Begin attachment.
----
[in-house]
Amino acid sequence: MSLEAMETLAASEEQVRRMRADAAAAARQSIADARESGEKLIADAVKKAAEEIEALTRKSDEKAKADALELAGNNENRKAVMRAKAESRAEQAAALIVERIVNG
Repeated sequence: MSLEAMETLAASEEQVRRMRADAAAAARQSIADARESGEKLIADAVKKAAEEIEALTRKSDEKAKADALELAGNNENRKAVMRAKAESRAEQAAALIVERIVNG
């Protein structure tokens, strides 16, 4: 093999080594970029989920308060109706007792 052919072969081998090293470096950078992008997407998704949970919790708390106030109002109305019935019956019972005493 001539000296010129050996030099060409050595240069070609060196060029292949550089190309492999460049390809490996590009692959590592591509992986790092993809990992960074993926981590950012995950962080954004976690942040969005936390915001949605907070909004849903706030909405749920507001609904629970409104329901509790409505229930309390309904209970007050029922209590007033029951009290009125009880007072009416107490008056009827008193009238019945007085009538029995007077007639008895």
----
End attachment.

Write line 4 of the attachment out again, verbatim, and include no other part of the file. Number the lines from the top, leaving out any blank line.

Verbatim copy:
């Protein structure tokens, strides 16, 4: 093999080594970029989920308060109706007792 052919072969081998090293470096950078992008997407998704949970919790708390106030109002109305019935019956019972005493 001539000296010129050996030099060409050595240069070609060196060029292949550089190309492999460049390809490996590009692959590592591509992986790092993809990992960074993926981590950012995950962080954004976690942040969005936390915001949605907070909004849903706030909405749920507001609904629970409104329901509790409505229930309390309904209970007050029922209590007033029951009290009125009880007072009416107490008056009827008193009238019945007085009538029995007077007639008895």